Hub to Keep Charities on Right Side of Privacy Laws
13 December 2012 at 10:05 am
Following changes to Australia’s privacy laws, with possible $1million fines for marketers, including charities who break the law, marketing and advertising Association, ADMA, has launched an Marketing Compliance Hub.
The Marketing Compliance Hub is a centralised, one-stop resource where marketers and advertisers including Not for Profits can go to ensure their marketing campaigns remain on the right side of the law and are up to date on the latest developments in compliance.
ADMA says the hub has two purposes: to provide regular updates on what is happening in the world of marketing and advertising compliance (daily from February 2013) and offer ‘how to’ guides through videos, webinars, FAQs and checklists.
“The Marketing Compliance Hub is now the 24/7 ‘go to’ resource to help advertisers and marketers practise responsible marketing and keep abreast of regulatory developments like the recent changes to the privacy laws,” ADMA CEO, Jodie Sangster said.
“There is no other resource like this in Australia.
“The Marketing Compliance Hub is a valuable resource for any organisation that markets or advertises to consumers.
“Charities are traditionally high-volume, data-driven marketers reaching out to their supporters and potential supporters. But often they don’t have the resources to be compliant (eg in-house lawyers). So the ADMA Marketing Compliance Hub is a good first port of call for information to ensure a charity stays on the right side of the law.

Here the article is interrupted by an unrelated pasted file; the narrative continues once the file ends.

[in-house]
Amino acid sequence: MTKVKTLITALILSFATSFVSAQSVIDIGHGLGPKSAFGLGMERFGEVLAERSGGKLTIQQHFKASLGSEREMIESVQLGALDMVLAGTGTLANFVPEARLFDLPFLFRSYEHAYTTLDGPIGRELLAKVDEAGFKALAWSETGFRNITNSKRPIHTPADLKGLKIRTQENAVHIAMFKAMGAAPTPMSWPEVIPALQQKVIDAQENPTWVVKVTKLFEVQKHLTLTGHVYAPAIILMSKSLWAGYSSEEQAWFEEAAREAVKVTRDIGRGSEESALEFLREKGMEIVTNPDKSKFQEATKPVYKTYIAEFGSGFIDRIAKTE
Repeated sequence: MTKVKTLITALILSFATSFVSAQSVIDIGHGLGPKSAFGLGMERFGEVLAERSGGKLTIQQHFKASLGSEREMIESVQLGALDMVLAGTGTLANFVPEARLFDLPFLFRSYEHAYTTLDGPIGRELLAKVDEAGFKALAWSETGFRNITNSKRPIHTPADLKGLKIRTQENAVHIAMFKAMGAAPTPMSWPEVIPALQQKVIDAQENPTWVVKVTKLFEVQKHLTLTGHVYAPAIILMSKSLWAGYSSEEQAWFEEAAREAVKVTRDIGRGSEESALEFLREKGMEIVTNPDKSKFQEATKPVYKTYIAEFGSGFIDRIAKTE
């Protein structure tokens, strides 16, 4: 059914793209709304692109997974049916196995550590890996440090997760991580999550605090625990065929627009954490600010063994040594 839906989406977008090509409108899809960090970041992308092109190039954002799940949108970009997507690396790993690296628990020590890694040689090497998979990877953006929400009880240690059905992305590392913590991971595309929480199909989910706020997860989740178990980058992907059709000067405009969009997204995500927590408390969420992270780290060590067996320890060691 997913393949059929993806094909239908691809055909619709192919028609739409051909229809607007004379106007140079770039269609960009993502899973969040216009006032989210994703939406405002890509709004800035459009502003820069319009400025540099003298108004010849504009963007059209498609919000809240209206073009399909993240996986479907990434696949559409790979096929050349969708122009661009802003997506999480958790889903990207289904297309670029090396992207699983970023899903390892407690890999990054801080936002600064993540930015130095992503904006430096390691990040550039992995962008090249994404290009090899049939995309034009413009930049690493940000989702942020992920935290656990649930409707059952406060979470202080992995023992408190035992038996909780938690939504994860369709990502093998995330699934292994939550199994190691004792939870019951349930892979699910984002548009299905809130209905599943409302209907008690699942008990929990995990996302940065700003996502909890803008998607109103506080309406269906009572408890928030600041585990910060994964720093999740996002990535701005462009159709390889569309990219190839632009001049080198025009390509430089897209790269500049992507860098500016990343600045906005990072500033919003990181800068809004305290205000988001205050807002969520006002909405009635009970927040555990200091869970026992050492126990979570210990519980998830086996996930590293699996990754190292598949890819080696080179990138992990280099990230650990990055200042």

“The hub is a plain English service that can help organisations to understand their obligations and do the right thing by their supporters.
“Right now, any charity can go into the compliance hub and look up information. It is available for a few months and then will be open to ADMA members only," Sangster said.
There’s also global information to educate marketers about compliance issues overseas which may impact here.
The Privacy Amendment (Enhancing Privacy Protection) Bill 2012 was introduced to Federal Parliament on 23 May 2012 and was passed with amendments on 29 November 2012. the changes to the Privacy Act will come into force in March 2014.
The Federal Government says key changes include:
- clearer and tighter regulation of the use of personal information for direct marketing
- extending privacy protections to unsolicited information
- making it easier for consumers to access and correct information held about them
- tightening the rules on sending personal information outside Australia
- a higher standard of protection to be afforded to “sensitive information” – which includes health related information, DNA and biometric data
enhancing the powers of the Privacy Commissioner to improve the Commissioner’s ability to resolve complaints, conduct investigations and promote privacy compliance.